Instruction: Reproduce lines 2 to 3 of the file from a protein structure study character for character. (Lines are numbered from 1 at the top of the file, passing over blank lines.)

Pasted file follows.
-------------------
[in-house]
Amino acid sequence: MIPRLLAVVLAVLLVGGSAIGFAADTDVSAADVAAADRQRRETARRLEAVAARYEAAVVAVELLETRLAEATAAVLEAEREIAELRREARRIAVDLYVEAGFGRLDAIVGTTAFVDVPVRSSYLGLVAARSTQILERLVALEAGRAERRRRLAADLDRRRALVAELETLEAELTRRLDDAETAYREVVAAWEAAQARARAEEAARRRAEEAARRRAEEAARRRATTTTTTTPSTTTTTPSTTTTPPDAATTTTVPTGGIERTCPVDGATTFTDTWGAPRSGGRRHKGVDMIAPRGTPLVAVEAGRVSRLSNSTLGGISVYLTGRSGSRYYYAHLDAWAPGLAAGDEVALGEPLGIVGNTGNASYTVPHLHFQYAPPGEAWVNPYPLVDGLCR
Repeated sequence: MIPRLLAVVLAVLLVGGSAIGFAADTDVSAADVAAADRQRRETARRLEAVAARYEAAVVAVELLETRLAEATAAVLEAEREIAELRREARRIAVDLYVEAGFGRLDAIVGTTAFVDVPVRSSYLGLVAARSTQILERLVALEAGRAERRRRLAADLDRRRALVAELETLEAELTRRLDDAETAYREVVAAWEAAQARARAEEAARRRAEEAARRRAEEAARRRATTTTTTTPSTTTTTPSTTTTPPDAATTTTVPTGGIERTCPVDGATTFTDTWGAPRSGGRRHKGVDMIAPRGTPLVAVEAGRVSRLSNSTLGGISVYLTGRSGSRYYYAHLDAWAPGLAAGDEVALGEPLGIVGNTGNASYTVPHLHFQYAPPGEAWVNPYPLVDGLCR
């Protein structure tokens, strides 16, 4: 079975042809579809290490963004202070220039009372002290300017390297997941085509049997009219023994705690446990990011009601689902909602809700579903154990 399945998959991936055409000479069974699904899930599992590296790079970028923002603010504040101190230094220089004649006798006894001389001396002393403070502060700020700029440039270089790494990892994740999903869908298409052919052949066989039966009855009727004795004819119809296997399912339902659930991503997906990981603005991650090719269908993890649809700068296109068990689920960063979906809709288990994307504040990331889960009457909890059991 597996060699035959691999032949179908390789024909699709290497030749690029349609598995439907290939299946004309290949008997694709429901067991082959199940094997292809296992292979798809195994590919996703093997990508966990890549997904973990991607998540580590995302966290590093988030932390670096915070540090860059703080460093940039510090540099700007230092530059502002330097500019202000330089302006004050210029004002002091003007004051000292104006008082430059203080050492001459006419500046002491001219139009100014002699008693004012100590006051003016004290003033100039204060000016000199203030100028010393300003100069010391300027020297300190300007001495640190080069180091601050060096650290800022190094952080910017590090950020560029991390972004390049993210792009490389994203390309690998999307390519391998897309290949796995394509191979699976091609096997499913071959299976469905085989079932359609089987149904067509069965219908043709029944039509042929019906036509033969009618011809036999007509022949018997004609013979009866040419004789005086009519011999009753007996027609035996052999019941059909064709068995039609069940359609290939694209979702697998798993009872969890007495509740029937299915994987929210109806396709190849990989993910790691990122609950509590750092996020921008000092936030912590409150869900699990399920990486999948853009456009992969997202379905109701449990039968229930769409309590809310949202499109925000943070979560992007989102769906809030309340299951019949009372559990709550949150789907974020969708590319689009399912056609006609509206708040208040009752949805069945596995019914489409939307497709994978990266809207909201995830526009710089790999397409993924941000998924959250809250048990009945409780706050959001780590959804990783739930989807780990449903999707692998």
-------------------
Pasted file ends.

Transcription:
Amino acid sequence: MIPRLLAVVLAVLLVGGSAIGFAADTDVSAADVAAADRQRRETARRLEAVAARYEAAVVAVELLETRLAEATAAVLEAEREIAELRREARRIAVDLYVEAGFGRLDAIVGTTAFVDVPVRSSYLGLVAARSTQILERLVALEAGRAERRRRLAADLDRRRALVAELETLEAELTRRLDDAETAYREVVAAWEAAQARARAEEAARRRAEEAARRRAEEAARRRATTTTTTTPSTTTTTPSTTTTPPDAATTTTVPTGGIERTCPVDGATTFTDTWGAPRSGGRRHKGVDMIAPRGTPLVAVEAGRVSRLSNSTLGGISVYLTGRSGSRYYYAHLDAWAPGLAAGDEVALGEPLGIVGNTGNASYTVPHLHFQYAPPGEAWVNPYPLVDGLCR
Repeated sequence: MIPRLLAVVLAVLLVGGSAIGFAADTDVSAADVAAADRQRRETARRLEAVAARYEAAVVAVELLETRLAEATAAVLEAEREIAELRREARRIAVDLYVEAGFGRLDAIVGTTAFVDVPVRSSYLGLVAARSTQILERLVALEAGRAERRRRLAADLDRRRALVAELETLEAELTRRLDDAETAYREVVAAWEAAQARARAEEAARRRAEEAARRRAEEAARRRATTTTTTTPSTTTTTPSTTTTPPDAATTTTVPTGGIERTCPVDGATTFTDTWGAPRSGGRRHKGVDMIAPRGTPLVAVEAGRVSRLSNSTLGGISVYLTGRSGSRYYYAHLDAWAPGLAAGDEVALGEPLGIVGNTGNASYTVPHLHFQYAPPGEAWVNPYPLVDGLCR